Academic journal article Generations

Effective Interdisciplinary Teams: Do We Really Know How to Build Them?

Academic journal article Generations

Effective Interdisciplinary Teams: Do We Really Know How to Build Them?

Article excerpt

Substantial progress has been made in geriatric interdisciplinary team training, but we need more data on these teams' impacts on patient outcomes.

There have been more than four decades of published work related to the importance of interdisciplinary clinical care teams, the mandate for such teams, literature describing interdisciplinary teams, and the suggestion that team care improves the quality of care for older adults. Yet despite all that has been done to advance our understanding of interdisciplinary team training and team care, we have little evidence to quantify and demonstrate effective teamwork.

In the 1970s, the Department of Veterans Affairs did much to advance our understanding of teams with their program called "Interdisciplinary Team Training Program (ITTP)" (Heinemann, 2002; Heinemann et al., 1999; Stahelski and Tsukuda, 1990; Tsukuda, 1990; Heinemann and Zeiss, 2002). Their commitment to a team approach was impressive, and the emphasis of this work was on training individuals to work in teams. Veterans Administration hospitals were early pioneers in developing these programs and, subsequently, many other organizations have worked to advance our knowledge of teams, appropriate team members, and the "dose" of teams required for any given geriatric syndrome or disorder (Famadas et al., 2008).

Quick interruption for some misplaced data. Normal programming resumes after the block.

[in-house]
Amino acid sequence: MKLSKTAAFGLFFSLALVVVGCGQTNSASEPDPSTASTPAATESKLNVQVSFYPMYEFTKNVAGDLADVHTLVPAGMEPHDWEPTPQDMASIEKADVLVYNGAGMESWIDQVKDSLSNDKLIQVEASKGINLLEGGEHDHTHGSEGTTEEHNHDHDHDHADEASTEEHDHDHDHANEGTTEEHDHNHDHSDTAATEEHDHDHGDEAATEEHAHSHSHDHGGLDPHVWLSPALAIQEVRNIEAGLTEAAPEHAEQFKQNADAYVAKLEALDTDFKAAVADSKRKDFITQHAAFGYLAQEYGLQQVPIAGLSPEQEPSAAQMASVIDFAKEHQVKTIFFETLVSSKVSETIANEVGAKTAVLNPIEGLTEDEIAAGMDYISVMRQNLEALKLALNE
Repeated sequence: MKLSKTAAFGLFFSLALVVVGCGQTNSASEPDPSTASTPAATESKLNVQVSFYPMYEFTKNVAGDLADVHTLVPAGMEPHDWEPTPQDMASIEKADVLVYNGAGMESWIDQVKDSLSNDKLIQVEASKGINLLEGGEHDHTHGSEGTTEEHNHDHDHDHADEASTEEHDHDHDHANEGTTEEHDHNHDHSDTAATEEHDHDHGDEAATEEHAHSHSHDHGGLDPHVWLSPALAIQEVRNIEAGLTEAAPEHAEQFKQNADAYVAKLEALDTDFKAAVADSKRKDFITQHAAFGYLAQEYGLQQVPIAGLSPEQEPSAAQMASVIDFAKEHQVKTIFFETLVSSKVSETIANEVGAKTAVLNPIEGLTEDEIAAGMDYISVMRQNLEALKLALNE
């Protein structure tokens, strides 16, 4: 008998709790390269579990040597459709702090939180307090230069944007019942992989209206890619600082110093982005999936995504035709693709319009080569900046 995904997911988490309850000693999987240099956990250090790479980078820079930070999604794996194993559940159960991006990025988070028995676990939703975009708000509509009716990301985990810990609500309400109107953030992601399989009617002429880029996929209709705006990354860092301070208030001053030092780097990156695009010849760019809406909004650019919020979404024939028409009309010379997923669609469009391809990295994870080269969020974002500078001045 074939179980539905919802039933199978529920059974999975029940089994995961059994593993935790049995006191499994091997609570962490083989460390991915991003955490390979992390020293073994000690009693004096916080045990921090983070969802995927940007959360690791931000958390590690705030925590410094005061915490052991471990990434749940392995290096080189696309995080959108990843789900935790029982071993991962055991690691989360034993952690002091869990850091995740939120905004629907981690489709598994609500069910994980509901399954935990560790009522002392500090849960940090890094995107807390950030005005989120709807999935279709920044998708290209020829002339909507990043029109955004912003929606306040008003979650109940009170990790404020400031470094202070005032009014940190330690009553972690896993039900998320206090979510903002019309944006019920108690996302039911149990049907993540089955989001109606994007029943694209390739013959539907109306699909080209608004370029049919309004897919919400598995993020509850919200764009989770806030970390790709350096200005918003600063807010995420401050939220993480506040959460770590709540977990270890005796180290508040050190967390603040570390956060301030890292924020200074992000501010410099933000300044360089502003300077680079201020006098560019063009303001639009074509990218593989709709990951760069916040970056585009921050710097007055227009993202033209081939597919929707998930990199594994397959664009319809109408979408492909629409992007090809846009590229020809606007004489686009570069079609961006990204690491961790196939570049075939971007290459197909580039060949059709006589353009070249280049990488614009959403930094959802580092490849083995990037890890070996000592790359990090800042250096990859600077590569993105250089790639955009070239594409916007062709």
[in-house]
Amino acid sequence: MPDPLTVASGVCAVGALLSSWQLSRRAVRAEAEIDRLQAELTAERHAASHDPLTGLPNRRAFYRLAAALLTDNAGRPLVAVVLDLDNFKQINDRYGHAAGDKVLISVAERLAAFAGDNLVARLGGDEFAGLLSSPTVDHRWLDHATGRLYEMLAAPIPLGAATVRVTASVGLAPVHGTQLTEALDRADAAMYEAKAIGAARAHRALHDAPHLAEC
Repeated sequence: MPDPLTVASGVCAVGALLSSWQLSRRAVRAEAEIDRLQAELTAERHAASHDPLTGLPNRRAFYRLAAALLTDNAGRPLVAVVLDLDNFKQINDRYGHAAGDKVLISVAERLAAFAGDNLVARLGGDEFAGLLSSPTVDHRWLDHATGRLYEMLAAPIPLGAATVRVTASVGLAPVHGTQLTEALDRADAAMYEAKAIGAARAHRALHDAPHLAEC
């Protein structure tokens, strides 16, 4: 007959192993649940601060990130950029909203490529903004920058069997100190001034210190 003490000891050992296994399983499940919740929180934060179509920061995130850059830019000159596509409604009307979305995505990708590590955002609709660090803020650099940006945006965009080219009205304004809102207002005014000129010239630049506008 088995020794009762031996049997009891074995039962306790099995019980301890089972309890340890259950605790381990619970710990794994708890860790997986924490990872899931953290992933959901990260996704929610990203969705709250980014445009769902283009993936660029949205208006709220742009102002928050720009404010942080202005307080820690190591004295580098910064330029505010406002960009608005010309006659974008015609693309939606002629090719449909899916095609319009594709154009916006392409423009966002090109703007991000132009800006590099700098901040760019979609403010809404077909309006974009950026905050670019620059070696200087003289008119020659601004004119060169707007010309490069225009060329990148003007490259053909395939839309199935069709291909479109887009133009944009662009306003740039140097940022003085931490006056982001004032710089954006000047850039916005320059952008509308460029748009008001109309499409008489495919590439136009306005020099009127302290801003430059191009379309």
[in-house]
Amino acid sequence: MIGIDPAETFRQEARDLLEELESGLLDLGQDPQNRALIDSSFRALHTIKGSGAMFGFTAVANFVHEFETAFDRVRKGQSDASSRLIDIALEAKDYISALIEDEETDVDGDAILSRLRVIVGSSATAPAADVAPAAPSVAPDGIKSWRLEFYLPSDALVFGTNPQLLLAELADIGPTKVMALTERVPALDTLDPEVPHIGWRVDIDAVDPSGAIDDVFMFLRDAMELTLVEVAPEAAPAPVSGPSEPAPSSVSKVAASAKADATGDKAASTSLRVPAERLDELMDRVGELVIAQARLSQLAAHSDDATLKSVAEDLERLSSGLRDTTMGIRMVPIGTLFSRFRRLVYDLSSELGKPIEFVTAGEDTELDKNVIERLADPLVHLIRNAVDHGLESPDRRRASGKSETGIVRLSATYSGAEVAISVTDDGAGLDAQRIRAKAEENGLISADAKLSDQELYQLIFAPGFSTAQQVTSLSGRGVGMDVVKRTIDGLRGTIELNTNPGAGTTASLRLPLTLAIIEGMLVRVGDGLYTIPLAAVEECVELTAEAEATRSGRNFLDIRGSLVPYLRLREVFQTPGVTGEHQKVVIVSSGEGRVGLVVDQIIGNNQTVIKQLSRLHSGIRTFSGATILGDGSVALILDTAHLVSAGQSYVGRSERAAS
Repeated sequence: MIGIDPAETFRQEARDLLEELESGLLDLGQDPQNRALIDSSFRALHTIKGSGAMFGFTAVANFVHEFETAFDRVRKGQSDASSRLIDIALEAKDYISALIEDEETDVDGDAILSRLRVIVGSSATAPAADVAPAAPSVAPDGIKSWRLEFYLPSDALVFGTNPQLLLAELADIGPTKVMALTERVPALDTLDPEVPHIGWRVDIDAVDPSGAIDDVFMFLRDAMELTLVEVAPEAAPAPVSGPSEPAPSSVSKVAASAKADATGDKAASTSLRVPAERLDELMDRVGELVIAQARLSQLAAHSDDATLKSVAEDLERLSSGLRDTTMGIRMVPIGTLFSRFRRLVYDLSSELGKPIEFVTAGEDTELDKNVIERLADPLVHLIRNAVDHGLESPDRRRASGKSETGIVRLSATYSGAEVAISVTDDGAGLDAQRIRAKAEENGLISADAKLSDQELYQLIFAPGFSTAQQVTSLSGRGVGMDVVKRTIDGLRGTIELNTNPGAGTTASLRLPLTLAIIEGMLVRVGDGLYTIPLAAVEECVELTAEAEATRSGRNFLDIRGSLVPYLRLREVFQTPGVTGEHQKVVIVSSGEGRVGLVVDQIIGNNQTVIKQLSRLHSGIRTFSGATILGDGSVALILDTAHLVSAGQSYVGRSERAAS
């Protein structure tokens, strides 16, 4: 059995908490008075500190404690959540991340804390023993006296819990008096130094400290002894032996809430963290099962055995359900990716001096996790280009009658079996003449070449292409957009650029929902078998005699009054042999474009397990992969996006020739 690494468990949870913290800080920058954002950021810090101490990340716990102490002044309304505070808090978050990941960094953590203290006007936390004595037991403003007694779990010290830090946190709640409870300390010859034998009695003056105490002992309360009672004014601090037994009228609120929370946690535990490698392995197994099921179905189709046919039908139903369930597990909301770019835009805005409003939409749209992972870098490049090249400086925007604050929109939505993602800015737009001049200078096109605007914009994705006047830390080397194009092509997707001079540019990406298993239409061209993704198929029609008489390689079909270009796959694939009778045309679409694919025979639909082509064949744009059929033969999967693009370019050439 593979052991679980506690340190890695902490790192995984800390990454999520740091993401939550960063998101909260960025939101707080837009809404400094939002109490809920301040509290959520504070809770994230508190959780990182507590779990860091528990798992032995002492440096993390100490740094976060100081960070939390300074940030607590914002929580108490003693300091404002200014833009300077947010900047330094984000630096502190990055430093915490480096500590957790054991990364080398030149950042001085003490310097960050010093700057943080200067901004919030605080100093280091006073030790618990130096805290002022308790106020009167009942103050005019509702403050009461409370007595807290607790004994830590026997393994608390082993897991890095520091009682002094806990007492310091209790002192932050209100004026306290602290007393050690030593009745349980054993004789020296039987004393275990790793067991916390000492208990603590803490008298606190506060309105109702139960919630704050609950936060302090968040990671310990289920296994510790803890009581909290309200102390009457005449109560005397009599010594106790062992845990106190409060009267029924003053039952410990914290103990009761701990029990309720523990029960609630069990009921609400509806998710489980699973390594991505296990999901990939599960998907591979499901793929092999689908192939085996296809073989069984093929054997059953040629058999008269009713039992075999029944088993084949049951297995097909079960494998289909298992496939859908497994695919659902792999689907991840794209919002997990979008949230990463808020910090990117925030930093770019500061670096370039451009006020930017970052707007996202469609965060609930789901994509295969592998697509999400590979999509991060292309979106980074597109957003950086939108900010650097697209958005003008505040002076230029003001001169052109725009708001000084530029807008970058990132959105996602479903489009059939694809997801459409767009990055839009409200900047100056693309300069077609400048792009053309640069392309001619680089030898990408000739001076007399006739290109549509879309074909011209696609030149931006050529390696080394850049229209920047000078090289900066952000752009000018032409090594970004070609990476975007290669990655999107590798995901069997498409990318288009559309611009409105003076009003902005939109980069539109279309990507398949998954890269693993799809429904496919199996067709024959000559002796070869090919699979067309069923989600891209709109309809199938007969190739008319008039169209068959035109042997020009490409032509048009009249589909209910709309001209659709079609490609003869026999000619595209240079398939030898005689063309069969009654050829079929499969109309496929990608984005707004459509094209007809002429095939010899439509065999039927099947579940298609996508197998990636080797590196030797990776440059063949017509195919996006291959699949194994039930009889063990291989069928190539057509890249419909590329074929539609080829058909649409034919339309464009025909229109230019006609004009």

Many have documented the need for team care (Clark, Leinhaas, and Filinson, 2002; Fulmer, Flaherty, and Hyer, 2003; Heinemann, 2002; Siegler, 1998). The Centers for Medicare & Medicaid Services has called for interdisciplinary care planning as a priority, in particular for those who are dually eligible for Medicare and Medicaid. The American Geriatrics Society put forth a strong position statement, clearly laying out the mandate for interdisciplinary teams for quality care of older adults (Montagnini et al., 2014).

But how do we encourage interdisciplinary team practice for those who have, until now, practiced independently? Solid evidence is potent stimulus for changing practice, however, there still are those who provide care as solo practitioners and those who resist the additional perceived burden of real teaming, which requires extra communication and time.

Over time, we have been able to describe and quantify advances in team training and team care in select settings such as intensive care units (Baggs and Schmitt, 1988, 1997, 2000; Schmitt et al., 2013). The capacity to measure activity and demonstrate patient care outcomes has been more successful in critical care than in other settings. This setting seems more conducive to measurement than general medical units or communitybased organizational teamwork. One early study examined collaboration and satisfaction with team care in a critical care setting using a longitudinal, descriptive correlational approach. Collaboration was found to be very important for nurse satisfaction and retention, and somewhat less so for physicians (Baggs et al., 1999).

This is not surprising considering physicians traditionally have been educated to believe that they are "captain of the ship"-ultimately responsible for all patient care outcomes. What is surprising is how long it has taken to adapt to this belief system and engender team approaches, not only with other healthcare professionals, but also with paraprofessionals, family members, and, of course, the care recipient (Goren and Ottaway, 1985).

Need for High-Functioning Interdisciplinary Geriatric Care Teams

Teaming can be hard. Organizational behavior literature has for decades documented the challenges and described contemporary issues related to power, geographically dispersed teams, limitations of virtual teams, and the overall inertia that exists in some settings (Cummings and Haas, 2012; Robey, Khoo, and Powers, 2000). As we consider the state of team analytics in evidence today, still we are asking about which healthcare team members are required for which geriatric syndromes. …

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